New Yorkers on New COVID Mandate: ‘Vaccinate or Die’
05:47 GMT 05.08.2021 (Updated: 13:21 GMT 06.08.2022)
WASHINGTON (Sputnik) - As the Delta virus continues to spread across the United States some New York City residents are not buying any objections to the government mandating that businesses ask for proof of vaccination.
On Tuesday, New York City Mayor Bill de Blasio, while announcing the mandate - the first of its kind in the nation - said New Yorkers must vaccinate if they want to "participate in society fully." The new measure requires all customers to show proof of vaccination to enter a variety of businesses including indoor restaurants, gyms, and movie theaters, to name just a few.
Many other local jurisdictions have imposed mask and vaccine mandates, but New York City is the first to demand proof. The move comes as virus cases nationwide are up 500 percent from a month ago, largely due to the Delta variant, which makes up 93% of all new cases, according to the US Centers for Disease Control and Prevention (CDC).
© REUTERS / EDUARDO MUNOZPeople walk near posters of theatre shows while they wear masks to prevent against the spread of the coronavirus disease (COVID-19), as the highly transmissible Delta variant has led to a surge in infections, in New York City, U.S
People walk near posters of theatre shows while they wear masks to prevent against the spread of the coronavirus disease (COVID-19), as the highly transmissible Delta variant has led to a surge in infections, in New York City, U.S
Critics have raised civil liberty and abuse of power concerns, but three New Yorkers believe the rule is a must, despite these issues, because not to vaccinate puts too many lives at risk and would be irresponsible. Moreover, all are adamantly opposed to any misinformation that continues to fuel vaccine hesitancy.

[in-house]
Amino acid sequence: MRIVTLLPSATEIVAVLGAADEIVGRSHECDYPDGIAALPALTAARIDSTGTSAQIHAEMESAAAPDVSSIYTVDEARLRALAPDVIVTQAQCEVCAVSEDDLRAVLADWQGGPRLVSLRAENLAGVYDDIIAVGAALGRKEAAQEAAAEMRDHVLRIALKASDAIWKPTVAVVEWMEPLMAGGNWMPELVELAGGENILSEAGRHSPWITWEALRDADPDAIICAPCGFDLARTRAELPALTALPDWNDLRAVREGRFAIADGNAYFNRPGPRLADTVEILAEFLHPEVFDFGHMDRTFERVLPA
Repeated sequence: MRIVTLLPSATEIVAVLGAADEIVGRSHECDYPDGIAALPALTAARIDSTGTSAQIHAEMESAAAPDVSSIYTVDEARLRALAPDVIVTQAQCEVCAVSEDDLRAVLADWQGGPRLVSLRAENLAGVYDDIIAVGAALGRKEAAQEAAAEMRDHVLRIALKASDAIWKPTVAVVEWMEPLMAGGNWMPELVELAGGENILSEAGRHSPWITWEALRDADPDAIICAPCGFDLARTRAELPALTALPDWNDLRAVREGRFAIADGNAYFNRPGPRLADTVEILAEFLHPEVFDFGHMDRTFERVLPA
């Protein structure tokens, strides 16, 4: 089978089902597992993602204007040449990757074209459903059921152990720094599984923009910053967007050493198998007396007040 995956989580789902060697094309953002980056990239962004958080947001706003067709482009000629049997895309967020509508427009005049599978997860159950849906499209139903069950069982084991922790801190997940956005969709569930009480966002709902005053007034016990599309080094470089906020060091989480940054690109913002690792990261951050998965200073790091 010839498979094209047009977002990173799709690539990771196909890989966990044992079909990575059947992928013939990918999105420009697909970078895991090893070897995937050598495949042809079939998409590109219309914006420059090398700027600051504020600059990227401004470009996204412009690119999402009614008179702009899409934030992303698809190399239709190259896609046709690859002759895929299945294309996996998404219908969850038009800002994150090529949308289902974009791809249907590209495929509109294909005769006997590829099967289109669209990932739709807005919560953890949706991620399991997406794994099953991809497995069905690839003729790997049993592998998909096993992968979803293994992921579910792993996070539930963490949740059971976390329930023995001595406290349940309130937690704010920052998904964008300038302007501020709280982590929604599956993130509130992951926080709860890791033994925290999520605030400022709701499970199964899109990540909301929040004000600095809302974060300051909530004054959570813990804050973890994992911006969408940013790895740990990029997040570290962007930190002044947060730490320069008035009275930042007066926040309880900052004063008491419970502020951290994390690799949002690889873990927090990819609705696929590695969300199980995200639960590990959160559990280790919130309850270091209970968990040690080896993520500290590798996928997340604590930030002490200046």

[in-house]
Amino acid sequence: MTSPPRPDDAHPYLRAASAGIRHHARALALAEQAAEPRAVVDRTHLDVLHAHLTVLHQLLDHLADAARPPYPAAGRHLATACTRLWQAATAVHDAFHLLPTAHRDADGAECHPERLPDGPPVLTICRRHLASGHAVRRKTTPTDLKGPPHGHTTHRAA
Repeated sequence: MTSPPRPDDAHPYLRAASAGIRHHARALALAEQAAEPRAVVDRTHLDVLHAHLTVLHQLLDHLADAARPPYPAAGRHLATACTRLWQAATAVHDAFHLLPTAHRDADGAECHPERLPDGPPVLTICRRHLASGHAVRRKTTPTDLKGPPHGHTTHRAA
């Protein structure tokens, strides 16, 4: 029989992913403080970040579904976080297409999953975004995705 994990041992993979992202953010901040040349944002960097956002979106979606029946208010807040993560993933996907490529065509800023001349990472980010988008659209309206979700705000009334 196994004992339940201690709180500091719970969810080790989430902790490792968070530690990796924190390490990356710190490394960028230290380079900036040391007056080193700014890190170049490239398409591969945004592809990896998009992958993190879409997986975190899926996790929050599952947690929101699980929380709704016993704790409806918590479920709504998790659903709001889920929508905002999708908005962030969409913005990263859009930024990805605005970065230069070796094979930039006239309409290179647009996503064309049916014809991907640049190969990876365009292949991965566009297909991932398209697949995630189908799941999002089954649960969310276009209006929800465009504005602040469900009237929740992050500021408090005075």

"I like the idea of a mandate because the past year has been horrible with us being locked down for a very long time," Queens resident Michelle Frankson told Sputnik. "New York was the epicenter. We lost a lot of people. I initially didn’t want to take the vaccine but I took it in April because I wanted to get back to living. I’ve been slowly dipping my toe, getting involved in more activities."
Frankson, a retired veteran and educator, said all Americans have a responsibility to protect themselves and those around them.
"I still wear a mask. I think it’s unfair for those of us who have complied, gotten the vaccination and done the right thing to, at this point, be endangered by those people who aren’t thinking about their community. It’s not fair," she said soberly. "The rest of us have shouldered the responsibility. To tell people we’re good, then now go back and say we have to start wearing masks again, that’s difficult to deal with."
Noted psychologist, educator and New York resident Dr. Jeff Gaudere said Americans face unique dangers because of COVID-19, the explosion of the Delta variant and the reluctance of a significant swathe to be vaccinated.
© REUTERS / CAITLIN OCHSFood is served to guests at a restaurant in Manhattan, after New York City Mayor Bill de Blasio announced that proof of coronavirus disease (COVID-19) vaccination will be required for customers and staff at restaurants, gyms and other indoor businesses, in New York City, U.S